Genetics tool for check-ups described as a ‘game changer’
Including polygenic risk scores for heart disease has been found to be a useful addition to NHS health checks that doesn’t affect GP workload
The Heart disease advisory tool QRISK can include gene-based risk scores (polygenic risk scores) with little to no disruption to GP workloads, researchers said in a recent press release from Genomics plc.
In the world-first HEART pilot study – HEART standing for ‘healthcare evaluation of absolute risk testing’ – researchers wanted to see how GPs’ workloads would change during routine NHS health checks when polygenic risk scores were included with the standard QRISK tool.
How is QRISK used by GPs?
The NHS health check is a service provided by GPs in England for adults aged 40 years and over. Its main purpose is to spot the early signs of conditions such as stroke, diabetes and cardiovascular (heart) disease.
The QRISK score is an advisory tool used by GPs during these health checks. It helps them work out which of their patients are at an increased risk of heart disease (which can lead to heart attack and stroke) and provide more targeted advice and treatment.
The QRISK score is calculated using patient information such as age, sex, blood pressure, cholesterol, body mass index, smoking status and family history. The score does not yet include information on genetic variants.
The many gene variants of heart disease
Gene variants can have small but measurable effects on a person’s risk of heart disease. One variant by itself might not increase a person’s risk by much, but a number of genetic variants all acting together could increase someone’s chance of developing heart disease. This has prompted researchers to look into which variants increase risk and by how much.
A polygenic risk score is an attempt to put a number to an individual’s predisposition for developing certain conditions, like heart disease, by taking into account all genetic variants. Incorporating this score into NHS health checks as part of the QRISK score creates an integrated risk tool that can better guide GPs and clinicians on how they should proceed with the patient.
Findings from the HEART study
The HEART study, which we first reported on in 2021, is a world-first demonstration that polygenic risk scores for heart disease can be used in primary care. The study recruited over 800 patients aged 45 to 64 in the North-East of England. Participants were given the chance to have their heart disease risk determined through the study’s integrated risk tool, as well as the QRISK score, as part of their routine NHS health check.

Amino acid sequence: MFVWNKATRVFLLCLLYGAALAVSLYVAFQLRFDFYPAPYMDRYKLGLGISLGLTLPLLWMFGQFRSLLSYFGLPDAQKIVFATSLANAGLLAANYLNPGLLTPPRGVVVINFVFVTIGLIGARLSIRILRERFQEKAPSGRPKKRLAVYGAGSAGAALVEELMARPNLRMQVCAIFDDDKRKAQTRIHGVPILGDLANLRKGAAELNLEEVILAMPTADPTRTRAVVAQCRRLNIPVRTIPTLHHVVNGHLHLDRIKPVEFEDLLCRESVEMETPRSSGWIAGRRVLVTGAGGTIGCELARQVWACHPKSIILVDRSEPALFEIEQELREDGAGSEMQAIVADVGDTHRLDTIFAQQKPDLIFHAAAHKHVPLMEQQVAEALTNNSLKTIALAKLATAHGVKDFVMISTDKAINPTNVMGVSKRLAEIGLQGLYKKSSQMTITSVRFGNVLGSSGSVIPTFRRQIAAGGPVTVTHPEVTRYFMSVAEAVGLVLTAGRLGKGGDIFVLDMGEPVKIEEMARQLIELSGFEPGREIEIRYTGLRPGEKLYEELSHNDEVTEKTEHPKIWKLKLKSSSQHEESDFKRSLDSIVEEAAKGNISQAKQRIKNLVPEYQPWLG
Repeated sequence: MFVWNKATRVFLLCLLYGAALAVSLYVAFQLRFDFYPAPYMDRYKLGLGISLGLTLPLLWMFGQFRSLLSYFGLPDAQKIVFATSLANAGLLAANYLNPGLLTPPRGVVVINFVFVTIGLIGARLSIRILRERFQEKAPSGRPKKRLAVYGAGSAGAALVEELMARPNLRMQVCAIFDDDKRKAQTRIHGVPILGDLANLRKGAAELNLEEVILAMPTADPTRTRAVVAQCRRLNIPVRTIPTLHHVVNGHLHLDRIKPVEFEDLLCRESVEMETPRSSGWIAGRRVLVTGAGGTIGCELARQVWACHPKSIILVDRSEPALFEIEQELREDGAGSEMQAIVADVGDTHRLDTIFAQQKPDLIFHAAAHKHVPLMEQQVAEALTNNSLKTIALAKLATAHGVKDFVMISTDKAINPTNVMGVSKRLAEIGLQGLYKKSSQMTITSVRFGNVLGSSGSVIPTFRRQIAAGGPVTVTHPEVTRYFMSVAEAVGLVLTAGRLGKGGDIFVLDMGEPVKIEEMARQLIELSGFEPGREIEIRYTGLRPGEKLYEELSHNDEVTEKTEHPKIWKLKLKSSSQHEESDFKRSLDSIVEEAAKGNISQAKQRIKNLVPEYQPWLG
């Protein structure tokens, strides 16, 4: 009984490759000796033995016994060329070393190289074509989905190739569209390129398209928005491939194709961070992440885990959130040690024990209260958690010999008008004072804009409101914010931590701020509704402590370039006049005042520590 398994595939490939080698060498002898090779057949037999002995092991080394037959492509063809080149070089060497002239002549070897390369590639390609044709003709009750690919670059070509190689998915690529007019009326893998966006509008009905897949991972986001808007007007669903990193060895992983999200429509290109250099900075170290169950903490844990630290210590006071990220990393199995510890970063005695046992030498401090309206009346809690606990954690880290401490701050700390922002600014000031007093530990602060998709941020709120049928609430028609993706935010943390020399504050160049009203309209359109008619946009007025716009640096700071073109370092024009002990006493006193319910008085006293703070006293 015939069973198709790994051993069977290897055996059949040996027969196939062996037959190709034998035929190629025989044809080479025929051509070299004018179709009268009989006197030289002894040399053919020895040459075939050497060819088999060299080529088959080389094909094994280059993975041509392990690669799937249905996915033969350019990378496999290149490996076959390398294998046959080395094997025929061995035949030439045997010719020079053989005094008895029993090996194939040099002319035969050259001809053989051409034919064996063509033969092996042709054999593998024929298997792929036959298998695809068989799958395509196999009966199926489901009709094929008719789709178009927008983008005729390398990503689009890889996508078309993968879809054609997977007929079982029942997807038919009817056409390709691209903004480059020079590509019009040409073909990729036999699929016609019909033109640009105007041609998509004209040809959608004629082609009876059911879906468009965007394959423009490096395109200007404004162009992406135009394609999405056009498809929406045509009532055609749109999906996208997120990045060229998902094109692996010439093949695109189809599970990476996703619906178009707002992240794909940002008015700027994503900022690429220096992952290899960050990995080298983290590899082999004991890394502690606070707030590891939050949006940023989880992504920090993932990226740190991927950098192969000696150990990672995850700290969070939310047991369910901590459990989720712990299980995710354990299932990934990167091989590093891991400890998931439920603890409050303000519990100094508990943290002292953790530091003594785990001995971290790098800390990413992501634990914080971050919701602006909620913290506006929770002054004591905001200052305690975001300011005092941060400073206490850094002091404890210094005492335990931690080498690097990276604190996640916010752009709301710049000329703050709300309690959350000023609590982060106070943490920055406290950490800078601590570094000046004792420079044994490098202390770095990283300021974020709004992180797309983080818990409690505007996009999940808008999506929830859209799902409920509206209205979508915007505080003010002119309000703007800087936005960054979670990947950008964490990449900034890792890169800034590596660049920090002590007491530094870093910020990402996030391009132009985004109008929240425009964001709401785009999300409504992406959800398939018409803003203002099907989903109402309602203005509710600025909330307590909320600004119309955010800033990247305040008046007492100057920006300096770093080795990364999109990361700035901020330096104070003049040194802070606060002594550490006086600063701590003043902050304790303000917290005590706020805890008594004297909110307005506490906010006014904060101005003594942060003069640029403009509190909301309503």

Including polygenic risk scoring in health checks involved taking the patient’s blood sample, sending it to be analysed, receiving the results within an agreed timeframe and feeding them back to patients, all without increasing a GP’s workload. In conducting the study, researchers were primarily interested in finding out how easy it would be to roll out the test in practice, and they asked participating GPs if they felt the workflow could be brought into routine primary care in a straightforward manner. Over 90% of GPs agreed it could.
What else did the study find?
The study also showed that the integrated risk tool was viewed as helpful by doctors and patients alike. “I changed my management of a number of my patients directly due to the new information coming through from the integrated tool,” said HEART chief investigator Professor Ahmet Fuat. This is consistent with feedback from many participating GPs, who reported that, because of the tool, they would change the management of 108 of their enrolled patients.
The inclusion of more personalised genetic results also seemed to encourage some patients to take preventative advice more seriously. “Some patients who had been reluctant to start statin therapy, for example, became keen to take them when the new risk scores came through,” said Professor Fuat.
Over 98% of patents who responded to the post-study survey reported finding the results useful, and 87% said they would recommend the test to family and friends. Although further time is needed to understand whether the integrated risk tool reduces the actual number of cardiovascular disease cases in the UK, Professor Fuat believes that “this approach of integrating genetic information into routine best practice could save lives and be a game changer for patients and GPs.”